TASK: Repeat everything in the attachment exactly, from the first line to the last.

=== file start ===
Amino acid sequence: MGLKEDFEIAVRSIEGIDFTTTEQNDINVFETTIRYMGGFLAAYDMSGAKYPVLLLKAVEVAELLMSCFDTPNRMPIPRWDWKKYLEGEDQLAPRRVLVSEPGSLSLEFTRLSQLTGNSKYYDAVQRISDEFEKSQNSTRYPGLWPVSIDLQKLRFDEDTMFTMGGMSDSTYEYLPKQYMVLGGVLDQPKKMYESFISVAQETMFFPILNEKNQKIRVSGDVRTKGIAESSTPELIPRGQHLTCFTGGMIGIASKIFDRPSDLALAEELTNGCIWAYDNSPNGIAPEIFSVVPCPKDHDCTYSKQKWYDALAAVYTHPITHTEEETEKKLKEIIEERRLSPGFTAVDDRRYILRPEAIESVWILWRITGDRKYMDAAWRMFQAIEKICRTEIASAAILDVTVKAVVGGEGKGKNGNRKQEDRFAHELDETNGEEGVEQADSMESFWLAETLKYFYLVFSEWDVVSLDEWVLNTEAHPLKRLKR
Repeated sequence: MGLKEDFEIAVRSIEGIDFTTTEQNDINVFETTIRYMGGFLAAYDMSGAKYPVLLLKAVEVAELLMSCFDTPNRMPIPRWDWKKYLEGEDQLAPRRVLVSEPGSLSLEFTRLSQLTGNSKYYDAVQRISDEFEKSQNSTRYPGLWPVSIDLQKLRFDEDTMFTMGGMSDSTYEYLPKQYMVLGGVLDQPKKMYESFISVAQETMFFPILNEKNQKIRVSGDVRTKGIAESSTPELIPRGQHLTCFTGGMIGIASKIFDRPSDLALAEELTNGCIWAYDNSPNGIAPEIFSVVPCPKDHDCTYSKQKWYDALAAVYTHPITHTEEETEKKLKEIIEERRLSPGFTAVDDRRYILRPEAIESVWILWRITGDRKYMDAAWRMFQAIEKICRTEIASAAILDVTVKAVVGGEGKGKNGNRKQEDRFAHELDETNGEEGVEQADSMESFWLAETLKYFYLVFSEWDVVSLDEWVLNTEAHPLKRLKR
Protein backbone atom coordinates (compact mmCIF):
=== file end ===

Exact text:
Amino acid sequence: MGLKEDFEIAVRSIEGIDFTTTEQNDINVFETTIRYMGGFLAAYDMSGAKYPVLLLKAVEVAELLMSCFDTPNRMPIPRWDWKKYLEGEDQLAPRRVLVSEPGSLSLEFTRLSQLTGNSKYYDAVQRISDEFEKSQNSTRYPGLWPVSIDLQKLRFDEDTMFTMGGMSDSTYEYLPKQYMVLGGVLDQPKKMYESFISVAQETMFFPILNEKNQKIRVSGDVRTKGIAESSTPELIPRGQHLTCFTGGMIGIASKIFDRPSDLALAEELTNGCIWAYDNSPNGIAPEIFSVVPCPKDHDCTYSKQKWYDALAAVYTHPITHTEEETEKKLKEIIEERRLSPGFTAVDDRRYILRPEAIESVWILWRITGDRKYMDAAWRMFQAIEKICRTEIASAAILDVTVKAVVGGEGKGKNGNRKQEDRFAHELDETNGEEGVEQADSMESFWLAETLKYFYLVFSEWDVVSLDEWVLNTEAHPLKRLKR
Repeated sequence: MGLKEDFEIAVRSIEGIDFTTTEQNDINVFETTIRYMGGFLAAYDMSGAKYPVLLLKAVEVAELLMSCFDTPNRMPIPRWDWKKYLEGEDQLAPRRVLVSEPGSLSLEFTRLSQLTGNSKYYDAVQRISDEFEKSQNSTRYPGLWPVSIDLQKLRFDEDTMFTMGGMSDSTYEYLPKQYMVLGGVLDQPKKMYESFISVAQETMFFPILNEKNQKIRVSGDVRTKGIAESSTPELIPRGQHLTCFTGGMIGIASKIFDRPSDLALAEELTNGCIWAYDNSPNGIAPEIFSVVPCPKDHDCTYSKQKWYDALAAVYTHPITHTEEETEKKLKEIIEERRLSPGFTAVDDRRYILRPEAIESVWILWRITGDRKYMDAAWRMFQAIEKICRTEIASAAILDVTVKAVVGGEGKGKNGNRKQEDRFAHELDETNGEEGVEQADSMESFWLAETLKYFYLVFSEWDVVSLDEWVLNTEAHPLKRLKR
Protein backbone atom coordinates (compact mmCIF):